I'M IN THE LEATHER passenger seat of a black Bentley that Michael Ball is driving up the Southern California coastline. Slick-haired, dark-featured, and kept trim by daily long-distance bike rides, he still looks like the model and aspiring pro track cyclist he once was. The controversial forty-something fashion mogul, who made a fortune with the premium Rock & Republic labelthink $370 jeans and gothic imageryis shuttling between a pair of mansions he's rented in the Malibu hills. "This pushes the cool factor even further," he says of the extravagance. "Am I spending money? Absolutely. But you have to spend money to build a brand." Ball's image-making isn't just about denim, though. The houses are HQ for the January training camp of his one-year-old cycling team, Rock Racing. At a time when professional bike racing is fighting back against years of scandal by instituting the strictest anti-doping measures in sports, Ball is enthusiastically courting some of the most drug-tainted riders in recent memory. Tyler Hamilton, San-tiago Botero, and Oscar Sevillaall of whom have been implicated in doping scandalsare among his recent signings. Floyd Landis can't participate just yethis two-year ban for using testosterone during the 2006 Tour de France isn't over until next yearbut Ball turns to him for advice and has listed him in media materials as a "friend of the team." It's all part of a strategy in which Ball plans to create a squad of bad-boy all-stars whose image extends beyond cycling, then cash in by selling merchandise linked to the brand. Think hip-hop kids wearing black Oakland Raiders jerseys. "Soft goods. That's where the money's at," says Ball. "Look at Ferrari. They don't make their money selling cars. They make it in Formula One, by winning a race on Sunday and then selling a million dollars' worth of T-shirts and hats on Monday." [Note: We called Ferrari. They assured us they make their money on cars.] Of course, Ferrari doesn't operate in a sport where it has to apply or be invited to compete in each event, as is the case with cycling. As a third-tier "continental" team, Rock Racing isn't eligible to compete in major European events. But even at home, the establishment has resisted Ball's seeming embrace of cycling's drug culture. Hamilton, Botero, and Sevilla were all banned from February's Tour of California. In March, Ball announced a new internal testing program, but his hiring practices suggest that he wouldn't mind a return to the bad old days of laissez-faire oversight.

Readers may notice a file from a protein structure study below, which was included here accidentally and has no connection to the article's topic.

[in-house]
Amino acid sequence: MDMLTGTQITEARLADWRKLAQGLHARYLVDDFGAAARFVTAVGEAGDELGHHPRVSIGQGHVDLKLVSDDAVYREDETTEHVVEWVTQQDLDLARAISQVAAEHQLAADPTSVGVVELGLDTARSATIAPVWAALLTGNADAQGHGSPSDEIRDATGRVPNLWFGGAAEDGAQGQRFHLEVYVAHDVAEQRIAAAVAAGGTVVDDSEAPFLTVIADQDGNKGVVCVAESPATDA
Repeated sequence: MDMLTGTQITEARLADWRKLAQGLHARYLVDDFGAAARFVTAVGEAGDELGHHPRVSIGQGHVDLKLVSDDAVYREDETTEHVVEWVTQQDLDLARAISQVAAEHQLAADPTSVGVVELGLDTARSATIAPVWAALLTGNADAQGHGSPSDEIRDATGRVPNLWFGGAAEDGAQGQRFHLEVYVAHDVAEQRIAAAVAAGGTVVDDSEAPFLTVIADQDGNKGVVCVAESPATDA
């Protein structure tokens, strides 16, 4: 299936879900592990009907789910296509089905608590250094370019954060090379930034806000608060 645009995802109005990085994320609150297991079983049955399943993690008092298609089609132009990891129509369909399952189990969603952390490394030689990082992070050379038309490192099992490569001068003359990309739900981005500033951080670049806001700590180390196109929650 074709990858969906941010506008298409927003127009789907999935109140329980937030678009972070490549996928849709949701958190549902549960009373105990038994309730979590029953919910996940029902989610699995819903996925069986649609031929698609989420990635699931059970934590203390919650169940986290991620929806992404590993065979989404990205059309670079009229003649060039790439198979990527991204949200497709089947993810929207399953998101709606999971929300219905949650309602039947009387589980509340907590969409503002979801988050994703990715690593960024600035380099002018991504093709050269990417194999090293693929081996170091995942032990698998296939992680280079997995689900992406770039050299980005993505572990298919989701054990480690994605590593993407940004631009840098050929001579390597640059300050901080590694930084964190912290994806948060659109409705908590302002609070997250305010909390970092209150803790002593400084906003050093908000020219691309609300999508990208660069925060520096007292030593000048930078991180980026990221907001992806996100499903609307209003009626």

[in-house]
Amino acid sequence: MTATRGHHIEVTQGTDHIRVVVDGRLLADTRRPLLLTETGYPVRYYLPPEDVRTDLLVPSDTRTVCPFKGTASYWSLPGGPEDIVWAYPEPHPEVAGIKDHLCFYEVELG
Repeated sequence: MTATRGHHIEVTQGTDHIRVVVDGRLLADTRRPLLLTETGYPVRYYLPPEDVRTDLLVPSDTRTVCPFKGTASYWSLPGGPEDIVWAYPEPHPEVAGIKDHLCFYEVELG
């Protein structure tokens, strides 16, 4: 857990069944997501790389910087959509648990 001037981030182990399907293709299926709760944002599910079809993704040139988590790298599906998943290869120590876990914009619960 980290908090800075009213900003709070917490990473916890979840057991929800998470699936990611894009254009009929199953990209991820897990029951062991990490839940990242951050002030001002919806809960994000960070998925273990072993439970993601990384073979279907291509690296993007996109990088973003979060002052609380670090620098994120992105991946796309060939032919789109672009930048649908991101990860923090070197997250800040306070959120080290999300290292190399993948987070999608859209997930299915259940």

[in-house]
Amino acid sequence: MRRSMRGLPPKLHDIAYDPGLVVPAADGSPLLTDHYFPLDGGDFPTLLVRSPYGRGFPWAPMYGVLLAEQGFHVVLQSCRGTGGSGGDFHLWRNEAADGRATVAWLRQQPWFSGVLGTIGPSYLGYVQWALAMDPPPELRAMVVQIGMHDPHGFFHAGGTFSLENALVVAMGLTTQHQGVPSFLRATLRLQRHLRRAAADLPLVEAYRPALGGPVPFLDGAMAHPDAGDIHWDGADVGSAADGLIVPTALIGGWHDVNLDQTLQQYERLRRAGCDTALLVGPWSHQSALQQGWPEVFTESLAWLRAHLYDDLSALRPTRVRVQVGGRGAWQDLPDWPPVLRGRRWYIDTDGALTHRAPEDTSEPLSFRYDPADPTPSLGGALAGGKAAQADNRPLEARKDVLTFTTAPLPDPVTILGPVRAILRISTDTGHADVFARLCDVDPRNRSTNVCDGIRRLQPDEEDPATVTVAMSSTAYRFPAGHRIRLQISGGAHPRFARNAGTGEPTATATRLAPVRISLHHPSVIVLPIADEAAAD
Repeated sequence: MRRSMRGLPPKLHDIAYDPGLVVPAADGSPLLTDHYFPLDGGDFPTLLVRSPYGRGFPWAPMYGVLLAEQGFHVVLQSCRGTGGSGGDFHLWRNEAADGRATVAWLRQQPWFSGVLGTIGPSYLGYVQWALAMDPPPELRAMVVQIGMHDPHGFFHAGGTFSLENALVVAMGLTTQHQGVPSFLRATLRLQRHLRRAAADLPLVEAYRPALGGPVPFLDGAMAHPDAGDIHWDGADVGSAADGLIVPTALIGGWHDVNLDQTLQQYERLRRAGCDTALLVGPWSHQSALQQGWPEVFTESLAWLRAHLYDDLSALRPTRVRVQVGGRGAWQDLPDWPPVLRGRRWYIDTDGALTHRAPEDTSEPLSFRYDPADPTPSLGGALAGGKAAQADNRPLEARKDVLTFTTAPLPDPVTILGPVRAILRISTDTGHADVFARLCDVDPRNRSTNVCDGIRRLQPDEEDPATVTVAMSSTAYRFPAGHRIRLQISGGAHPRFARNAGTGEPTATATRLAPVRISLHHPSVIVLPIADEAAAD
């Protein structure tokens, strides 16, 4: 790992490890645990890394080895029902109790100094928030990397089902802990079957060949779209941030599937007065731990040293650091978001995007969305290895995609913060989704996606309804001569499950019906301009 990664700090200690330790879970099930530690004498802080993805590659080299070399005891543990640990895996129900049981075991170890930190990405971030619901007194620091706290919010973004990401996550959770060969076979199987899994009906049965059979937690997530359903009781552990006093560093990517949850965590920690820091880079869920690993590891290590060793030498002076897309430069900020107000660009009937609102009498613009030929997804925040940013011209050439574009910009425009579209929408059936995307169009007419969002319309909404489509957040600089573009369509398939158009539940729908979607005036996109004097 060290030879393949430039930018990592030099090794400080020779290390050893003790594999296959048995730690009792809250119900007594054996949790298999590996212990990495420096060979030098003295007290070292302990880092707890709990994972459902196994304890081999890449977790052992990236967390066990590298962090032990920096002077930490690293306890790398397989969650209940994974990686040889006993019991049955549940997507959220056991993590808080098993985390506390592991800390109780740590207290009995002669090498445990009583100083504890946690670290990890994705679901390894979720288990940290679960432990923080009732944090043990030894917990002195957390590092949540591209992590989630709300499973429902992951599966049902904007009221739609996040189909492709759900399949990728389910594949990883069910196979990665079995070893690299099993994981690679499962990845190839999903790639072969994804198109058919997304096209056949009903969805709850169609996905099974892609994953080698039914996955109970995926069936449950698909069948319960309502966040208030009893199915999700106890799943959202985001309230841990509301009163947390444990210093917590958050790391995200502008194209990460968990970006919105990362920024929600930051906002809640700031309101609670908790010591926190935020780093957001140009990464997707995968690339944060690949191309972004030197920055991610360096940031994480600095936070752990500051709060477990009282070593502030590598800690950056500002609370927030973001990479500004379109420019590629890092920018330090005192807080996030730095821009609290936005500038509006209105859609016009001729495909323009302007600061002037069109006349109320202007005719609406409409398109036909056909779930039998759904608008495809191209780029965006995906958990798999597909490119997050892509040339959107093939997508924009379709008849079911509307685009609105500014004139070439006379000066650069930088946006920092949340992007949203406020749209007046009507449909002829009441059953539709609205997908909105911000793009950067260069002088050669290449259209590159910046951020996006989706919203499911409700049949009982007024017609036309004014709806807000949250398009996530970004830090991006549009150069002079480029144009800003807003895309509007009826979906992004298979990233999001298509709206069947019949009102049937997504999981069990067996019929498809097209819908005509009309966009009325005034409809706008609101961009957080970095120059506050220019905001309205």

"This sport is eating its young," he says. "It needs to be policed from within. Major League Baseball is a perfect example. You have to close ranks and take care of your own." Baseball? The sport whose attitude toward steroids led to an era of gorilla-shaped sluggers? Ball argues that the tactics of organizations like the World Anti-Doping Agency are more harmful than the dopers. "What the athlete did kind of disappears when you have an organization dictating with Gestapo tactics," he says. "They're destroying lives."
Not surprisingly, that stance has many in the sport trying to distance themselves from Ball. At least two equipment sponsors have refused to work with the team, and in December, Frankie Andreu, a former teammate of Lance Armstrong's who was Rock Racing's team director, resigned in protest. "If you're ruining the reputation of the sport," says Andreu, "it kind of defeats the purpose."